Have You Heard

Post date: Thursday, February 14, 2013 - 2:50de la mañana

Have You Heard About... American Horror Story

… the house in California that drives people to torment and madness? In the first season of American Horror Story, the Harmon family move into a beautifully-renovated Victorian house in California, hoping for a fresh start after husband Ben Harmon’s affair.

But the house (known to tourists as the “Murder House”) has an unspeakably-violent history. A middle-aged man had an affair with a next-door neighbor and burned his wife and children alive. A surgeon from the 1920’s developed a Frankenstein complex and stitched pig heads to dead bodies. A homosexual couple was brutally murdered by a man in a black rubber suit and then buried in the basement. And now, the house is waiting to claim the Harmon family next.

American Horror Story does not shy away from showing us the worst that human beings can inflict on each other. There’s torture, murder, sex, blackmail, mutilation, adultery, and insanity– enough to make you sit up and say, “Oh, no– They did NOT just do that!” And that’s just in the first three episodes!

Horror fans, this is a show too outrageous and creepy to miss. Prepare to become hopelessly, hopelessly addicted.

 

Reviewed by Katie (staff)

Etiquetas: DVD, horror, review, TV
Post date: Tuesday, February 12, 2013 - 2:44de la mañana

Have You Heard About... Rock & Roll Generation

… flat tops, DAs and “a little dab will do ya”? Rock & Roll Generation: Teen Life in the 50s by Time Life Books is a look at the teen fads of the 1950s.The book starts out with a general look at the 1950s – the end of WWII, the political scene – and then goes on to describe all of the fabulous things that happened to teens in the 50s.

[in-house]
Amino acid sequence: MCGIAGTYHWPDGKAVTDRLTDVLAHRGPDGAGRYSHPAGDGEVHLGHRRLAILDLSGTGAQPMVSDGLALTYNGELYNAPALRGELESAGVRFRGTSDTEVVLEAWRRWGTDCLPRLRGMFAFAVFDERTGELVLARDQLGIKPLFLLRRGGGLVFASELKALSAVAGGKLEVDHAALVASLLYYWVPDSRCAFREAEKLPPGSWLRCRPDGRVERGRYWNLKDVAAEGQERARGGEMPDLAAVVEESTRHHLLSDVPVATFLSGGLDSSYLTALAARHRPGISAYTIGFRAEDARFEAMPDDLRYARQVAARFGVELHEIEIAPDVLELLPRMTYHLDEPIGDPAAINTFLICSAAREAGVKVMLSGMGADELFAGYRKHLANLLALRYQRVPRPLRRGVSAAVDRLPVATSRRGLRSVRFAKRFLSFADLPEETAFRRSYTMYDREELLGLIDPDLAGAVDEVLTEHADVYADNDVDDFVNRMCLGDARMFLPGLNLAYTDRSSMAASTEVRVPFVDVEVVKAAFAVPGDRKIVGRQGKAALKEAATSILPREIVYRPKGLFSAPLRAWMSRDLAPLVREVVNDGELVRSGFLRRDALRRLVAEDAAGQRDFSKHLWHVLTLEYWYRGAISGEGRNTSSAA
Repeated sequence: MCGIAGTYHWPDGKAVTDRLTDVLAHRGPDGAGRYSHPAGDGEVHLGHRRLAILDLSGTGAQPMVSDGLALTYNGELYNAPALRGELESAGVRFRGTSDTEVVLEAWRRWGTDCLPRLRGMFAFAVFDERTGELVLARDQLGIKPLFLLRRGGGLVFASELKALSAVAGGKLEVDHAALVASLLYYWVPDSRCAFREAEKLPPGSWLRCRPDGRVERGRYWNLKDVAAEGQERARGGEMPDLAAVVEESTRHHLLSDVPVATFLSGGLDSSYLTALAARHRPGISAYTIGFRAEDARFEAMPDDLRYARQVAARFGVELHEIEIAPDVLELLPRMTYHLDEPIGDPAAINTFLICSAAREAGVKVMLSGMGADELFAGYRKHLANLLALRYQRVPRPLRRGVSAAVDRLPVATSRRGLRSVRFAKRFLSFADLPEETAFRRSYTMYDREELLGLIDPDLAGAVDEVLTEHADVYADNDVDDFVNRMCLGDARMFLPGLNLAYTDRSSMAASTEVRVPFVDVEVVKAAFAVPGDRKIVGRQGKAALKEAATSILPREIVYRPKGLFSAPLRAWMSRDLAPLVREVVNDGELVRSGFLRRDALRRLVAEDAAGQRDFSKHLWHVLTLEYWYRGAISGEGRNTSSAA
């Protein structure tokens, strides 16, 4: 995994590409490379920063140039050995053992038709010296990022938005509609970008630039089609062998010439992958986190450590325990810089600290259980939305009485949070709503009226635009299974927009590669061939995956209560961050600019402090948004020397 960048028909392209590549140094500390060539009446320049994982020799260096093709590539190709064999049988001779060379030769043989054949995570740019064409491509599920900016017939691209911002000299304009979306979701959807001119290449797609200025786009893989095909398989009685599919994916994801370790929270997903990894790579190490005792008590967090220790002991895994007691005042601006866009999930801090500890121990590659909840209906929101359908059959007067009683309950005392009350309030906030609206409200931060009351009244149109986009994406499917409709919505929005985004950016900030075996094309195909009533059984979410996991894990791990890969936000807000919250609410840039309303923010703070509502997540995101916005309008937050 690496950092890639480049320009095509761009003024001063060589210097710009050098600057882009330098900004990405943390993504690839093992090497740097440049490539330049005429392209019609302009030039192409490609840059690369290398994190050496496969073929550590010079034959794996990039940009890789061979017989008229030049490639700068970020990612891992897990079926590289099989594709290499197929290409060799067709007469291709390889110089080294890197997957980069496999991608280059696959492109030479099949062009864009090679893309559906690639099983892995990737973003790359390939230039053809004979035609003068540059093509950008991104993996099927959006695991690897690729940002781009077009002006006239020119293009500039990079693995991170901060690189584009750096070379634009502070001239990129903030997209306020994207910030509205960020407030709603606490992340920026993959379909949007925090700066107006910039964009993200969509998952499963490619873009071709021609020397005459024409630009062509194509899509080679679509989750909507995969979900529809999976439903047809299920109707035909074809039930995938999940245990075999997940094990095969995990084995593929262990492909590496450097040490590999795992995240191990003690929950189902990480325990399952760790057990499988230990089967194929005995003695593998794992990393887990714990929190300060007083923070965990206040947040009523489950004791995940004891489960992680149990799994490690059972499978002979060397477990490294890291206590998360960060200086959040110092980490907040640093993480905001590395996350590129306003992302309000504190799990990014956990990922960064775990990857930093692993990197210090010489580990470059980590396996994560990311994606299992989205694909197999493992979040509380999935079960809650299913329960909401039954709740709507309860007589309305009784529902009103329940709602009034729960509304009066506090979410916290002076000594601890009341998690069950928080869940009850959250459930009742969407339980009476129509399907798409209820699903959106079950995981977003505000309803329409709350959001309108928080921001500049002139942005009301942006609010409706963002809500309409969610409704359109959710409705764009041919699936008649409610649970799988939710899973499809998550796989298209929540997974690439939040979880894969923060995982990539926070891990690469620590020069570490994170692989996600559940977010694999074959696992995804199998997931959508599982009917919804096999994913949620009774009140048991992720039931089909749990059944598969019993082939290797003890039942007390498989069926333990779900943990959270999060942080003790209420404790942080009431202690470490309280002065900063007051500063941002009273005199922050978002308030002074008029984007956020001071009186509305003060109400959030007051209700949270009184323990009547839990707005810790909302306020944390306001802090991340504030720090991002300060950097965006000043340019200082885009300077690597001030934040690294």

We were the first teens to hold down great-paying jobs, and we had money to burn. We were no longer were content to “follow the rules” of the previous generations. Everything seemed to change – how we dressed, how we ate and what we listened to. Each generation since then has always thought they were the first to rebel or be different. If you remember the 50s, you were there when rock and roll started. You’re an original! Elvis, Chuck Berry, Bill Haley & the Comets, Frankie & Fabian. Remember rushing home from school to watch American Bandstand with Dick Clark? Ok, so just about every generation had Bandstand in their life, but we were the first.

Guys wore their hair either as a crew cut (flat tops) or ducktail (DAs), and Brylcreem was the dab that was just greasy enough to keep everything in place. Chinos and penny loafers for guys were in. Girls wore scuffed saddle shoes with white bobby socks and poodle skirts, charm bracelets and pullover sweaters with an initial pin. Flips and high ponytails were the hairstyles. In the 1950s, a vinyl record album cost $1.98. A good record player cost about $40.00. James Dean and Natalie Wood in Rebel without a Cause, and Gidget with Sandra Dee and James Darren were at the movies. Mad magazine was brand new, and no matter where you lived you “scooped the loop” on a Friday night.